Latest version of Peakflow threat management system from Arbor Networks adds IPv6 insight and 40GB capacity

News by Dan Raywood

Arbor Networks has launched the latest version of its Peakflow threat management system (TMS) with 40GB capacity added.

Arbor Networks has launched the latest version of its Peakflow threat management system (TMS) with 40GB capacity added.

The company claimed that version 5.1 identifies and surgically removes network and application-layer attacks without interrupting the flow of legitimate traffic. It also includes new capabilities to secure DNS servers and infrastructures that are under a significant number of targeted application-layer attacks, and offers IPv6 visibility and security.

Rakesh Shah, project manager for Arbor Networks, explained that Peakflow operates with two essential components – Peakflow SP that collects and analyses IP flow, BGP and SNMP data and the TMS that is used for surgical mitigation of attack traffic and conducts service performance monitoring.

The SP will detect malicious traffic and send it to the TMS which also serves as a platform for in-cloud managed security services.

Shah said: “Most denial-of-service (DDoS) attacks can lead to collateral damage but because other customers or servers are on a shared platform you may have a shared service. The DDoS is the number one threat to data centres and the cloud, it can impact other organisations and even some infrastructure, and it can interrupt ‘always on' services.”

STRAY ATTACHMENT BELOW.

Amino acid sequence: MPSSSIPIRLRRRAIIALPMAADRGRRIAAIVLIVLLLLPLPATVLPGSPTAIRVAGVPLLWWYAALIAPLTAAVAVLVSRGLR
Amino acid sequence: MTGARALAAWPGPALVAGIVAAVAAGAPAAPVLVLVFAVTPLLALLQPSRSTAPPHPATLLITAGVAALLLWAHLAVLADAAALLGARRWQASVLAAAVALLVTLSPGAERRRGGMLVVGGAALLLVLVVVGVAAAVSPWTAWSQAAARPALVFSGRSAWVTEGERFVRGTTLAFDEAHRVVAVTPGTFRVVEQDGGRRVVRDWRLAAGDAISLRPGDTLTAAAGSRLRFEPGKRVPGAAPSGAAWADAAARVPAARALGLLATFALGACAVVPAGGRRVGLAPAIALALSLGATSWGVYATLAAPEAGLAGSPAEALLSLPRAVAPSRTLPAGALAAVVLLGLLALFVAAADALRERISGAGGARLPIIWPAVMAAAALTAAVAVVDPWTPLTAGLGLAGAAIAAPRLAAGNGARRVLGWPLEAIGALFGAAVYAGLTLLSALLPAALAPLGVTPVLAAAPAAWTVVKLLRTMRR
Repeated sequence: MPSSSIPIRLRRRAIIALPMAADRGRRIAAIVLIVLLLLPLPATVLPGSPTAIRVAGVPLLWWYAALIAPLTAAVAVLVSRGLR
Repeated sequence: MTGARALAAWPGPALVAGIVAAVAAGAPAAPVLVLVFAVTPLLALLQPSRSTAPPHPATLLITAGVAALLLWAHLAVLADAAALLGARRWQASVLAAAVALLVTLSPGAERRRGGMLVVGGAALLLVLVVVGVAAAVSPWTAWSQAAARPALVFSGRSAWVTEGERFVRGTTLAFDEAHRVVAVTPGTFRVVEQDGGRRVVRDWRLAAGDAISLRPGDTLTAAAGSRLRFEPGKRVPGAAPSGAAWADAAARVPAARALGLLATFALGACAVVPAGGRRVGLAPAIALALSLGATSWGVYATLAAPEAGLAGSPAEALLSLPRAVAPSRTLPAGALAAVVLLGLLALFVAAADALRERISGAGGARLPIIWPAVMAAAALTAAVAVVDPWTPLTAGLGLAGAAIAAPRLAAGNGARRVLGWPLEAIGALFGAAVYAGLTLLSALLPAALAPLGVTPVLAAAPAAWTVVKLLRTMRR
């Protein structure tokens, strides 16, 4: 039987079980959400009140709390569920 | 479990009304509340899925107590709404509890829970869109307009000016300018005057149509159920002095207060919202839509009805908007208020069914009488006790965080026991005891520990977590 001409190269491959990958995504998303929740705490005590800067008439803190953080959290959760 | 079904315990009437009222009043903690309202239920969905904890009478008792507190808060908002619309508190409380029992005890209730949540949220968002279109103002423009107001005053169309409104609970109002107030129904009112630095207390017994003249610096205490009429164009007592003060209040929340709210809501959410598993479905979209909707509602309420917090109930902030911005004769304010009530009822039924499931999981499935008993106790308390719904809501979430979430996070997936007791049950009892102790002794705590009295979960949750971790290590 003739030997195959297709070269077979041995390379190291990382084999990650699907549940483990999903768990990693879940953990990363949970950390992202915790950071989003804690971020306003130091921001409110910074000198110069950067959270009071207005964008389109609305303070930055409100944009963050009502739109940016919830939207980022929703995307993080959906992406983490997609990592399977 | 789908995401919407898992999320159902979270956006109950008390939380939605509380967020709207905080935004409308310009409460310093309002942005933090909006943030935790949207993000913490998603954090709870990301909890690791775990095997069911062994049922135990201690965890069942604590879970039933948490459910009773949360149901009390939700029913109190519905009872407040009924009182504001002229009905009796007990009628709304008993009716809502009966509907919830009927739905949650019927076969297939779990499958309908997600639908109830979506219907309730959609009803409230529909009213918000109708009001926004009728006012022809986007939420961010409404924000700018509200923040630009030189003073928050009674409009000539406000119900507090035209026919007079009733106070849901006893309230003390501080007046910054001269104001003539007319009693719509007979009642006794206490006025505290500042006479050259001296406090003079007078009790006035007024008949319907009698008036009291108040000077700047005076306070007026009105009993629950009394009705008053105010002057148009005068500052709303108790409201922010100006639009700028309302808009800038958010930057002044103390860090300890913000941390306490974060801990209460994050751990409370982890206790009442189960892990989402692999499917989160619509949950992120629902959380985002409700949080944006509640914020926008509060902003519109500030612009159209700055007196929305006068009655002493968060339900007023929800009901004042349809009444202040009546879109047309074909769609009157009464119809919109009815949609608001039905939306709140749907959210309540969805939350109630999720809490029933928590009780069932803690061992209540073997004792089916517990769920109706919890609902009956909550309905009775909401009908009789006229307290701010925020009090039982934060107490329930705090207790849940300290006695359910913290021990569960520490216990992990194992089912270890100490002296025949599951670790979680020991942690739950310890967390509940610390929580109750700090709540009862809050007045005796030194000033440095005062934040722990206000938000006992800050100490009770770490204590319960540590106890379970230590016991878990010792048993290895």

Shah explained that the next version moves it from 10GB to 40GB and is the first product to do DDoS mitigation as it deals with large attacks and does application layer attack mitigation.

For customers, version 5.1 allows capacity to be shared across different customer platforms, while Shah said that customers who already have the 10GB solution can remove the blade and put in the 40GB blade as this is viewed as an ‘investment product'.

Shah said: “We looked at IPv6 security insight and saw that global traffic grew by more than 1,400 per cent at a spectacular rate. We had requests to have visibility into traffic so we put in full visibility and security.”

Finally Shah said that DNS protection had also been added, and that in many cases if the DNS infrastructure goes down it means that all servers are down, so Arbor added a number of tools for DNS attacks.

Rob Malan, Arbor Networks co-founder and chief technology officer, said: “There are a couple of industry firsts in this release, including 40GB mitigation of distributed DDoS and application-layer attack traffic, as well as visibility and security into IPv6 traffic, which will become increasingly important to our service provider customers as they transition to IPv6 in the months and years ahead.”


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